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Tag Archives: professor

Pathways that direct immune system to turn ‘on’ or ‘off’ found

Pathways that direct immune system to turn ‘on’ or ‘off’ found

A key discovery explaining how components of the immune system determine whether to activate or to suppress the immune system, made by Kelvin Lee, MD, Professor of Oncology and Co-Leader of the Tumor Immunology and Immunotherapy Program at Roswell Park Cancer Institute (RPCI), and colleagues led to published findings being selected as the “Paper of the Week” by the Journal of Biological Chemistry (JBC). Continue reading

Blood test identifies brain damage from concussion in ice hockey

Blood test identifies brain damage from concussion in ice hockey

Half way into last year’s season, 35 of 288 players in the Swedish Hockey League had already had a concussion. Researchers at Sahlgrenska Academy, who surveyed all of the players in the league’s 12 clubs, have now developed a method that can show just an hour after the injury how severe the concussion is, if there is a risk of long-term symptoms and about when the player can return to the game. Between September and December of the 2012/2013 season alone, 35 of 288 players in the Swedish Hockey League (SHL) had had a concussion — in three cases, it was so severe that the player was knocked unconscious Continue reading

Stumbling fruit flies lead scientists to discover gene essential for sensing joint position

Stumbling fruit flies lead scientists to discover gene essential for sensing joint position

Scientists at The Scripps Research Institute (TSRI) have discovered an important mechanism underlying sensory feedback that guides balance and limb movements. The finding, which the TSRI team uncovered in fruit flies, centers on a gene and a type of nerve cell required for detection of leg-joint angles Continue reading

Africans’ ability to digest milk linked to spread of cattle raising

Africans’ ability to digest milk linked to spread of cattle raising

Babies are born with the ability to digest lactose, the sugar found in milk, but most humans lose this ability after infancy because of declining levels of the lactose-digesting enzyme lactase. People who maintain high levels of lactase reap the nutritive benefits of milk, however, offering a potential evolutionary advantage to lactase persistence, or what is commonly known as lactose tolerance. A new study led by University of Pennsylvania researchers — constituting the largest examination ever of lactase persistence in geographically diverse populations of Africans — investigated the genetic origins of this trait and offers support to the idea that the ability to digest milk was a powerful selective force in a variety of African populations which raised cattle and consumed the animals’ fresh milk. Continue reading

Africans’ ability to digest milk linked to spread of cattle raising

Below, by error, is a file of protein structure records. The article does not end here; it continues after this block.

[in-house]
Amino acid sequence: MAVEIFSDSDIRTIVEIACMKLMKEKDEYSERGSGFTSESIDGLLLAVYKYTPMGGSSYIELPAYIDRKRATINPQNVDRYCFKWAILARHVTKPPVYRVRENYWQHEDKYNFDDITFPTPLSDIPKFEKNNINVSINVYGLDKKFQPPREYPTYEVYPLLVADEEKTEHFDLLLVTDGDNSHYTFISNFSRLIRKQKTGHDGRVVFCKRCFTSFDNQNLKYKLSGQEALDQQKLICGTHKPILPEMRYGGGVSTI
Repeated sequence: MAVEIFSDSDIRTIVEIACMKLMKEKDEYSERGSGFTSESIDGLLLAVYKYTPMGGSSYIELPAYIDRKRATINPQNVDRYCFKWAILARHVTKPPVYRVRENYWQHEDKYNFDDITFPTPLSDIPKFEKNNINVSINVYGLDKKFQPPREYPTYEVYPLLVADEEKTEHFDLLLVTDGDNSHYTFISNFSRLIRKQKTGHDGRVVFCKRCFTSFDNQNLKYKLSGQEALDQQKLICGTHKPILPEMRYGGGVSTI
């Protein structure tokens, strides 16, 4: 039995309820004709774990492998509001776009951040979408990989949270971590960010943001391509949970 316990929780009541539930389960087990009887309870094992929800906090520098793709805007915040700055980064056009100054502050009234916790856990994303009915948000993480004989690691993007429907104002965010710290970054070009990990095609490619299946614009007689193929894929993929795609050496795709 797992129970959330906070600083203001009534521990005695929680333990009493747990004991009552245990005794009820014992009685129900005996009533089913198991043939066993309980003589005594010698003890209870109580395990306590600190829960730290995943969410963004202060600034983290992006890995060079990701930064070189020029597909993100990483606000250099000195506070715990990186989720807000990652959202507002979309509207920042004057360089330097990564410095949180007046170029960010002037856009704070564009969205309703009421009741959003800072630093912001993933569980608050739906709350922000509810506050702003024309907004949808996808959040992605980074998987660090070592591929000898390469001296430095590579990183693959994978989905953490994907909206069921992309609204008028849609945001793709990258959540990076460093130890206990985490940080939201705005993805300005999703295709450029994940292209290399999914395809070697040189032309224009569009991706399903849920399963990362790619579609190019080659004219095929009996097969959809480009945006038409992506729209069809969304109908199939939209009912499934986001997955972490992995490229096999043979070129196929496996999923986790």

Africans’ ability to digest milk linked to spread of cattle raising

Babies are born with the ability to digest lactose, the sugar found in milk, but most humans lose this ability after infancy because of declining levels of the lactose-digesting enzyme lactase. People who maintain high levels of lactase reap the nutritive benefits of milk, however, offering a potential evolutionary advantage to lactase persistence, or what is commonly known as lactose tolerance. A new study led by University of Pennsylvania researchers — constituting the largest examination ever of lactase persistence in geographically diverse populations of Africans — investigated the genetic origins of this trait and offers support to the idea that the ability to digest milk was a powerful selective force in a variety of African populations which raised cattle and consumed the animals’ fresh milk. Continue reading

‘Fluorescent’ mouse can teach us about many diseases, drugs

‘Fluorescent’ mouse can teach us about many diseases, drugs

Scientists from the UK and Australia have created a mouse that expresses a fluorescing ‘biosensor’ in every cell of its body, allowing diseased cells and drugs to be tracked and evaluated in real time and in three dimensions. This biosensor mimics the action of a target molecule, in this case a protein known as ‘Rac’, which drives cell movement in many types of cancer. Rac behaves like a switch, oscillating on the molecular level between two states — active or inactive Continue reading

‘Fluorescent’ mouse can teach us about many diseases, drugs

‘Fluorescent’ mouse can teach us about many diseases, drugs

Scientists from the UK and Australia have created a mouse that expresses a fluorescing ‘biosensor’ in every cell of its body, allowing diseased cells and drugs to be tracked and evaluated in real time and in three dimensions. Continue reading

Excess sugar linked to cancer

Excess sugar linked to cancer

Feb. 1, 2013 — Sugars are needed to provide us with energy and in moderate amounts contribute to our well-being Continue reading